I guess I should mention the rest of the team. We’ve also got The Vision, Iron Man, Thor, and the Black Widow. Now one of my earliest issues of the Avengers was number 160, where the Grim Reaper captures him and Wonder Man. So, he has always been one of my favorite characters. Remember the days when the Vision was THE only character to appear in the corner box on the covers. The Vision has gone through so many changes over the years, I’m really enjoying this back to basics approach. Having him disable someone by phasing his hand in their body is just so cool. Although, seeing him at his proper power level is great, it’s the emotional drama that I really like. In issue 3, he decides on a human name, Victor Shade. The rest of the team is commenting on his choice. “Whenever I hear of Victor, I think of Victor Von Doom” “Maybe you could think of a name with less menace to it.” “We need to think in terms of public relations. Victor Shade is rather DARK don’t you think?” “ENOUGH! Do I ridicule YOUR names? Do I NOT LISTEN to YOUR ideas? Do I MOCK your THOUGHTS? Your FEELINGS? YOU TREAT ME AS A MACHINE!” as he slams his fist on a panel. “AND I AM NOT!” The Vision even gets a girlfriend at the end of the issue (don’t worry she’s not the reality altering Wanda Maximoff). More evidence that this series isn’t rehashing old stories.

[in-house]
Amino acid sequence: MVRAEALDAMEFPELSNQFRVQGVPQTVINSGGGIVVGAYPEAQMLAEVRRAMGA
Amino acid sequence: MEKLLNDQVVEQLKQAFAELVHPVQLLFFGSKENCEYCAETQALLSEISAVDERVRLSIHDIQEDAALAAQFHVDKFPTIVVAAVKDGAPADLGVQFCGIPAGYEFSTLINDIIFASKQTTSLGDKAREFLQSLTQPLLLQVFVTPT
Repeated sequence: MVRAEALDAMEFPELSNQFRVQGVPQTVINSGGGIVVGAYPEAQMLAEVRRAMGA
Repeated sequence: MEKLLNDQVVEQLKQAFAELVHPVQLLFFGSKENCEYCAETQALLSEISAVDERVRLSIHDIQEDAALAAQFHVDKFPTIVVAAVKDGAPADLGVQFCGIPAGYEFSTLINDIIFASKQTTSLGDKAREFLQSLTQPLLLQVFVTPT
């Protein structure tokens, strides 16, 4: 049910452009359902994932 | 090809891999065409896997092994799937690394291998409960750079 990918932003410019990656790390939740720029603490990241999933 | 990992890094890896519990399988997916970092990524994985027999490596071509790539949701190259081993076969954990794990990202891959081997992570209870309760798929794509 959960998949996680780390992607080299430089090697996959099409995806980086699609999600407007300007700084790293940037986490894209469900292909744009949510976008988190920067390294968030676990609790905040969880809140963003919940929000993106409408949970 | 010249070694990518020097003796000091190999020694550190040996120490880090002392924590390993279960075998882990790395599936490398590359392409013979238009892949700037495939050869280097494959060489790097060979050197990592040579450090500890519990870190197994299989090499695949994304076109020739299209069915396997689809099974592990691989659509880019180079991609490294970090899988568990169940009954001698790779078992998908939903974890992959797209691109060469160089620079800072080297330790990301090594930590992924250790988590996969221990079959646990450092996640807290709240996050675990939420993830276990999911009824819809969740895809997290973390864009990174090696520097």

I really like how Natasha is portrayed here as well. In issue 2, we discover that she’s working secretly with Reed Richards to help “steer” Sue from “the sidelines’. I have no idea what it’s all about yet, but it’s just one of several ongoing plot threads. Each issue so far has been stand alone, but it’s also building into a larger tapestry. I totally enjoy this breaking out of the story arc format we have today. This isn’t part 4 of 6. It’s just issue 4 of the title. The character interactions, the dialogue, the out of costume moments all remind me of the Uncanny X-men and the New Teen Titans when they were at their peak. However, I wouldn’t necessarily categorize it as “old school” like the way Spectacular Spider-Girl is written (which I also love), in case that’s not to your liking.

There have been a plethora of villains so far: Magneto and his Brotherhood of Mutants (#1); Mysterio (#2); Diamondhead and the Owl (#3); and Kraven the Hunter (#4). Kraven as a licensed bounty hunter enlists the Avengers help in apprehending a certain (red and black, slightly nuts) mercenary, who they never actually name, maybe because it has the word “Dead” in it. It’s funny though. They’ve also encountered guest stars like the Blonde Phantom and Namor. I anticipate that anyone could show up (did you catch Gwen Stacy entering the bookstore on the first page above). It all just flows so naturally.

I honestly don’t know why they didn’t use the Avengers name in the title, considering Marvel just launched several new Avengers series. I would never have discovered the book myself, if I hadn’t picked up the first three issues at the library. Afterwards, I asked my comic store to back order them for my own collection (I hope the gold coloring on issue 2 doesn’t mean it’s a second printing). While I wouldn’t put this in the same writing style of the incredible Thor: The Mighty Avenger series, but like that title this is an all ages book that really can be enjoyed by more than just kids. You owe it to yourself to try an issue out.

Now, I’ve got to determine if Tobin’s Marvel Adventures Spider-man title is just as good.

Grade A+: Absolutely wonderful. Simply put, the BEST Avengers book on the stands today and one of the best Marvel titles!!!

I'm on vacation with my family right now and will back posting on 2010 August 20th. Thanks to Greg (07-31), Lee (08-07), and Gwen (08-14) for filling in for me while I'm away.